Jingle Bell 5K a festive affair for Arthritis Foundation

Run/walk to be held Dec. 7 on Pittsburgh's North Shore

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With bells on their toes, thousands of people will run, trot and walk in the Arthritis Foundation’s 29th Annual Jingle Bell Run/Walk on Dec. 7, along Art Rooney Avenue adjacent to Heinz Field on the North Shore.

Among the participants will be Brianna Reinhart, 6, of McCandless, a child who has been living with juvenile rheumatoid arthritis since before her second birthday, and Patty Sergeant, 57, of Center, a Beaver County mom who was diagnosed with osteoarthritis three years ago.

The 5K walk/run, described as “holiday-themed” by organizers, is certified by USA Track and Field. In recent years, more than 3,000 runners and walkers dressed in festive holiday attire and tied jingle bells to the laces of their running and walking shoes.

“People even bring their dogs, and the dogs are dressed up, too,” said Ms. Sergeant, who is entered for the second year with her daughter, Alexis, and with her team, “Patty’s Peppermint Prancers.”

Runners dressed as elves, Santa and Christmas trees “made the event festive and fun,” she said. “Last year I walked. This year I may do some trotting.”

Brianna and her sister, Alyssa, 4, will do the 100-yard Tinsel Trot, for children 11 and younger, said her mother, Loni . Brianna’s father, Joseph, and other relatives and friends will be participating with her team, “Bookin’ It For Brianna.”

The team has pink T-shirts and Santa hats “and we’re looking for some crazy tights,” Mrs. Reinhart said.

The event is held to raise awareness and funds for arthritis research, programs and education. Fifty million Americans live with arthritis, which is the nation’s leading cause of disability. The Jingle Bell Run/Walk is a nationwide team event to raise money.

Brianna was 16 months old when she started showing symptoms -- an unwillingness to walk or crawl due to pain and stiffness. When a pediatric rheumatologist made the diagnosis, inflammation was present in her knees and toe and finger joints. She has also had uveitis, an eye inflammation that comes and goes and requires treatment with special drops.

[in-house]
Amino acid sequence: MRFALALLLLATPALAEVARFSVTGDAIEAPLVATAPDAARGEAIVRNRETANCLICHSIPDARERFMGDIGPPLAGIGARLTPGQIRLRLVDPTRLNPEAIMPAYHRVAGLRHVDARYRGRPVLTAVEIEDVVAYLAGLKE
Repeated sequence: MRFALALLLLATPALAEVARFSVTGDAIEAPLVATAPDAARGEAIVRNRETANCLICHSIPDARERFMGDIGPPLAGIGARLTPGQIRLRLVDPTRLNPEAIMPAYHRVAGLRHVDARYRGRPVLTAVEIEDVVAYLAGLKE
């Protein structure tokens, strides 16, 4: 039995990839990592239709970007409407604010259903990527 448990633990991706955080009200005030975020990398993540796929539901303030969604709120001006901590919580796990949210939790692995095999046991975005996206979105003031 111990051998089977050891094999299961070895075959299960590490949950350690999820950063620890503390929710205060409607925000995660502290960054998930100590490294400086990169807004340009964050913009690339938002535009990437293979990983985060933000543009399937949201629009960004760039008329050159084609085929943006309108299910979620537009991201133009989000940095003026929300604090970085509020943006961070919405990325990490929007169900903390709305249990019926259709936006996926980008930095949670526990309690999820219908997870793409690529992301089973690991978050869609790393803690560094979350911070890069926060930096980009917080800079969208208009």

“We do spend a lot of time with doctors” and regular medication is needed to prevent joint damage, Mrs. Reinhart said, “but Brianna swims, bikes, plays soccer and plays with her friends. To look at her you would never know she suffers from this chronic condition.”

Ms. Sergeant, who works as an auditor for the state, says she was “thrown for a loop” in June 2010, when she fell from the top of a staircase to the bottom, cracking her femur. The injury caused intense pain that never let up, and doctors determined she had osteoarthritis.

Ms. Sergeant was 54 years old at the time and had always been active, exercising regularly and occasionally running 5K races with her daughter, Alexis, who ran on her high school track team. But after her accident, Ms. Sergeant needed a cane just to walk. Then she needed two canes, and sometimes she used a wheelchair.

In April 2012, she had surgery for a total right hip replacement, and one month later she had the left hip replaced. With physical therapy she has resumed all of her activities and is pain-free.

“It’s amazing with medical miracles and God’s blessing, I am living my life again,” Ms. Sergeant said.

Ms. Sergeant and her daughter are involved with the Arthritis Foundation because “it lets you connect with people who have the same disease. They raise money for research” that lead to treatments that enable people with arthritis to live their lives, she said.

Registration is $30, which includes a T-shirt, or $35, which includes a shirt and timing chip. The Tinsel Trot for children is $15. Race-day registration  is 7:30-9:30 a.m. and the race starts at 10 a.m.

Information and registration: www.jinglebellrunpittsburgh.kintera.org. 

Linda Wilson Fuoco: lfuoco@post-gazette.com or 412-722-0087.

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